Post-1979, in the first world US, everyone lives, officially speaking, in a state of emergency — a permanent one that Republicans and Democrats alike have extended and intensified, year by year. People of color, queers, indigenous people, cis women, migrants, trans and non-binary people, homeless people, and non-property owners have experienced a permanent state of emergency even prior to this, as have colonized peoples like those Bhabha refers to.

But while Bhabha’s subtle approach is highly relevant for the contemporary moment, it is Giorgio Agamben who is typically cited with respect to the state of emergency as a philosophical concept. Agamben’s primary contribution is the insight that the state of emergency produces categories of life that can be killed without contravening the law.

Trump’s defense of the border wall proposal created a de facto state of emergence. Despite Nancy Pelosi and Chuck Schumer’s claim that Trump simply “chose fear” (an image suggesting fear of the outside), what the Oval Office broadcast actually involved was a more complicated, approach. While fear was one element, Trump evoked frames of protection and compassion far more often, including for those invoked by Pelosi as having been left out by him: “women and children at the border.”

Indeed, in his Oval Office broadcast, as in his later retweets of Obama using the same terms, Trump reframed the need for a border wall as a matter of “humanitarian” concern. Specifically including US people of color, women, children, and also, even non-citizens, Trump defended his case through a rhetoric of care, a paternal concern that the children amongst those who wish to reach the US would be used by gangs, or that the women amongst them would be assaulted. And, he emphasized that his request to Congress was one that sought the provision of “humanitarian assistance”, and the “safety of migrant children”.

In terms of concrete individuals, his first example was a person of color: Indian-American police officer Ronil Singh of the Newman Police Department in California, killed the day after Christmas by Mexican national Gustavo Perez Arriaga. A different kind of blacklight then, was switched on, illuminating his hierarchical inclusion of US people of color, rather than their simple exclusion.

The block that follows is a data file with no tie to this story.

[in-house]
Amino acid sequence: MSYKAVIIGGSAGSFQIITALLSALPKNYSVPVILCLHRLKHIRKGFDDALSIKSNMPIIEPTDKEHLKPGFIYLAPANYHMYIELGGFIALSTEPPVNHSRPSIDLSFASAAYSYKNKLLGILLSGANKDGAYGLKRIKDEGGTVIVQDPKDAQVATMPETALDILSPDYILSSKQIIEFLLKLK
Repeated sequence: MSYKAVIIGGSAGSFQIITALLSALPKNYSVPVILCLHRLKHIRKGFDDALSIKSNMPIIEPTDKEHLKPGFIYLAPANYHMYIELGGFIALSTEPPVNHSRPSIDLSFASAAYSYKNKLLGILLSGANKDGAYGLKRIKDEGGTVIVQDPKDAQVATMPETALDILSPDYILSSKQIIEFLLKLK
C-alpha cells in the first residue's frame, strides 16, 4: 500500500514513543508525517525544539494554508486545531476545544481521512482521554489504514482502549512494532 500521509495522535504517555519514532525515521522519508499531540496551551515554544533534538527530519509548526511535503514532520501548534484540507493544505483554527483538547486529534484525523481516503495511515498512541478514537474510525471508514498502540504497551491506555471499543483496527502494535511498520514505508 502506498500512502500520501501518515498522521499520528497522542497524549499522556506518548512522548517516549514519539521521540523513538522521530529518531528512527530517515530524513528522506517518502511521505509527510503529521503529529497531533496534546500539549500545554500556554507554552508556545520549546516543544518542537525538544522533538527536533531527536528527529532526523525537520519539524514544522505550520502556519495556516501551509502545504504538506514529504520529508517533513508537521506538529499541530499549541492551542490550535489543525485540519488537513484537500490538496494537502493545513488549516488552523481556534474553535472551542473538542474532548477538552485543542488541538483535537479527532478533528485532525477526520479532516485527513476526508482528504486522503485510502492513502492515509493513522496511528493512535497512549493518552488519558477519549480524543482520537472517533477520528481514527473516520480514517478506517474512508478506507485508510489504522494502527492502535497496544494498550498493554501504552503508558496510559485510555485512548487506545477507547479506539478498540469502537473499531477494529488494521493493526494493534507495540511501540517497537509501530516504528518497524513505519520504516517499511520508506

Later, using the metaphor of the home, Trump compared the US as a nation-state to a rich (Democratic) politician’s estate, which he claimed are walled-in not because they hate the poor on the outside, but because “they love the people on the inside.” Trump’s inside, in contrast, is a national one that evokes modes of exclusion and inclusion simultaneously for every subject position imaginable.

By not extending their love for the people on the inside of their own walls to others, Democrats are represented as allowing African-Americans, Hispanic Americans, and also, non-citizen Central and South American women and children, to be “horribly victimized.” Because he pinned the cause of the shutdown on those who won’t fund the border wall rather than on himself, he was able to project sympathy for those impacted, even while evoking fear of them, at once.

It is in this sense that the specter of a state of emergency can be understood as an emergent bringing to light of the politico-legal order as it actually exists, below the register of conscious perception. Like a twentysomething in a nightclub, adjusting to the ultraviolet illumination of a previously invisible world, the US too, is undergoing a shift in perception. One potentially capable of recognizing that, if today’s official politics function through the full-spectrum mobilization of affect, so too should that which seeks to transform it.